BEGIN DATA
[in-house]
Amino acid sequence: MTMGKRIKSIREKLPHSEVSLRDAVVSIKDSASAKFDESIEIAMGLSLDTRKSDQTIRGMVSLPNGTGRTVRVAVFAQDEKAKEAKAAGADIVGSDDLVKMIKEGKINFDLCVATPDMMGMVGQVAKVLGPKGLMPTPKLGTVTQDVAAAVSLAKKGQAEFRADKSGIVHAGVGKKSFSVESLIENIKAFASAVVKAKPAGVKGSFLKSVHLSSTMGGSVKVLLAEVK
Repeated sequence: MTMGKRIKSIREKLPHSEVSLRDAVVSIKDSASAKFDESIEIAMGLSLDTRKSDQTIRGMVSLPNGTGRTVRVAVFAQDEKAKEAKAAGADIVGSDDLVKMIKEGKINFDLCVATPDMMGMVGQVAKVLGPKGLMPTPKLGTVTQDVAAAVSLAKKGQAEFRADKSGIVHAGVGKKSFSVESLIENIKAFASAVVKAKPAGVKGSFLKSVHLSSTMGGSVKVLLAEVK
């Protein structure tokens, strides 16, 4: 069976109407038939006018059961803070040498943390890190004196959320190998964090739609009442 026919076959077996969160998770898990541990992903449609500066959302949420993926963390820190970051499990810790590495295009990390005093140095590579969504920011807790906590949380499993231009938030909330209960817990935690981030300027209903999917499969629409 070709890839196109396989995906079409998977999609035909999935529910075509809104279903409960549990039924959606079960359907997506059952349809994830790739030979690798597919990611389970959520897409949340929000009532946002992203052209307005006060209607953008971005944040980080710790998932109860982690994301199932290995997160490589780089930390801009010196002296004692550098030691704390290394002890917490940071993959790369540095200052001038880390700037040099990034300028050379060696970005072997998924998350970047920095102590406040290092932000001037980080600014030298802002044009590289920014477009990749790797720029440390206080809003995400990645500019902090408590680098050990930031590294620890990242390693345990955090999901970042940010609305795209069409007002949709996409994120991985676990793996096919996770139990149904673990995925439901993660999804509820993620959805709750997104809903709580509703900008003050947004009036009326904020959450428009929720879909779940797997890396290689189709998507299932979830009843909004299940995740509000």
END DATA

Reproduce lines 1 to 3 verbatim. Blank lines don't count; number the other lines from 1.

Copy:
[in-house]
Amino acid sequence: MTMGKRIKSIREKLPHSEVSLRDAVVSIKDSASAKFDESIEIAMGLSLDTRKSDQTIRGMVSLPNGTGRTVRVAVFAQDEKAKEAKAAGADIVGSDDLVKMIKEGKINFDLCVATPDMMGMVGQVAKVLGPKGLMPTPKLGTVTQDVAAAVSLAKKGQAEFRADKSGIVHAGVGKKSFSVESLIENIKAFASAVVKAKPAGVKGSFLKSVHLSSTMGGSVKVLLAEVK
Repeated sequence: MTMGKRIKSIREKLPHSEVSLRDAVVSIKDSASAKFDESIEIAMGLSLDTRKSDQTIRGMVSLPNGTGRTVRVAVFAQDEKAKEAKAAGADIVGSDDLVKMIKEGKINFDLCVATPDMMGMVGQVAKVLGPKGLMPTPKLGTVTQDVAAAVSLAKKGQAEFRADKSGIVHAGVGKKSFSVESLIENIKAFASAVVKAKPAGVKGSFLKSVHLSSTMGGSVKVLLAEVK